Few historians are as qualified as C.P. Stacey to address the questions underlying Canada and the Age of Conflict. This volume completes his authoritative and magisterial general history of Canada's relations with the outside world. The basic theme of the work is that foreign policy, like charity, begins at home. To this end Professor Stacey emphasizes how changing social, economic, and political conditions within Canada have dictated her reactions to external problems. Volume II begins with the diplomatic revolution of 1921, the election of Mackenzie King as Prime Minister, and the appearance of O.D. Skelton; proceeds to cover the twenties, the Bennett interlude, King's return to office, and World War II; and concludes with the ending of the King era and the aftermath of the war. Drawing extensively on new material from archival records and personal papers recently opened to researchers, Stacey strongly portrays the individual makers of Canadian policy and the statesmen abroad with whom they interacted. The overmastering influence of the office of the Prime Minister, and of the men who held that position, is an underlying theme.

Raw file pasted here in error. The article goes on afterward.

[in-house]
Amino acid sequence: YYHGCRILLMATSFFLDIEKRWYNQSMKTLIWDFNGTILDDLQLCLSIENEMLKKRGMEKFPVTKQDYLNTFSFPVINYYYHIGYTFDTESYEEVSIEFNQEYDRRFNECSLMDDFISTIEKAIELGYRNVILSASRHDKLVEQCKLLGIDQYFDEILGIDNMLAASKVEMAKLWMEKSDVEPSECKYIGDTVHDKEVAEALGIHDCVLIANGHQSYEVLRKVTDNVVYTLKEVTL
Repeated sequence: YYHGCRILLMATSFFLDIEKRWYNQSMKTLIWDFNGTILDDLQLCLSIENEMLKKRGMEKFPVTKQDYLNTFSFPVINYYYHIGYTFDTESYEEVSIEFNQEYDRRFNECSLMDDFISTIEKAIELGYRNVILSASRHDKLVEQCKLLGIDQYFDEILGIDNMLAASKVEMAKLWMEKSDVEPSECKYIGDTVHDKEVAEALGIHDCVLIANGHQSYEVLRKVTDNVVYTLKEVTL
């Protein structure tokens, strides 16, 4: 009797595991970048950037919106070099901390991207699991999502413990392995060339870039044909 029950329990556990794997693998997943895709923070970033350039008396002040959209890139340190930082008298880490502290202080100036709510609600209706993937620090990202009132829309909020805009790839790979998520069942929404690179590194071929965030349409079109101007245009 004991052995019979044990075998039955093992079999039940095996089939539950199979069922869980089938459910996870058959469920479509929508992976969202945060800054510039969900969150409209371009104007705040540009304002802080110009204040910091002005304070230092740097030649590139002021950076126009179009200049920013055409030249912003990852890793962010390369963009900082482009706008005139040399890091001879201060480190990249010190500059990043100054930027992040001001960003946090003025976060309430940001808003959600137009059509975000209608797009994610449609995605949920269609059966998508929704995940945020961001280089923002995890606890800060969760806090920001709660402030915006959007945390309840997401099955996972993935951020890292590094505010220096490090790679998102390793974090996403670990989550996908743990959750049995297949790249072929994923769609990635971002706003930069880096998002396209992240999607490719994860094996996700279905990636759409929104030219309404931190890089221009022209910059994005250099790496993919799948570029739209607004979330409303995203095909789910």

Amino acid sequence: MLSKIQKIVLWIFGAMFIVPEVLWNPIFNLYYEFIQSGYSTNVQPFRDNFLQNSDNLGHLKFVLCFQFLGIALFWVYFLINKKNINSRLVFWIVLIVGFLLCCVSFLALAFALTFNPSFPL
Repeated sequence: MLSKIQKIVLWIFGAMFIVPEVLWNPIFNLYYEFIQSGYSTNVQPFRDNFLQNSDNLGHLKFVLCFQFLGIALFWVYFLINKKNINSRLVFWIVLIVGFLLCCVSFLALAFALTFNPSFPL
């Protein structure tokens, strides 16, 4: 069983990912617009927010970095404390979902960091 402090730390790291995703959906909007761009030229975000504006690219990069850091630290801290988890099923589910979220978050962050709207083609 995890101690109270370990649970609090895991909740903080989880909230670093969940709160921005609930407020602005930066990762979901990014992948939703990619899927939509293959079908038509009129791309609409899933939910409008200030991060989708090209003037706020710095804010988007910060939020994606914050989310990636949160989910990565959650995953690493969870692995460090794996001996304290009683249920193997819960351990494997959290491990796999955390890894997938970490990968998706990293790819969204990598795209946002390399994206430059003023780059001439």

This volume concerns itself particularly with the personality and policies of the man who dominated the political history of the period - William Lyon Mackenzie King. Elegantly written, wirtty, and comprehensive, the volume represents a distinctive achievement by one of Canada's pre-eminent historians.
Publisher: University of Toronto Press
Number of pages: 420
Weight: 800 g
Dimensions: 229 x 152 x 30 mm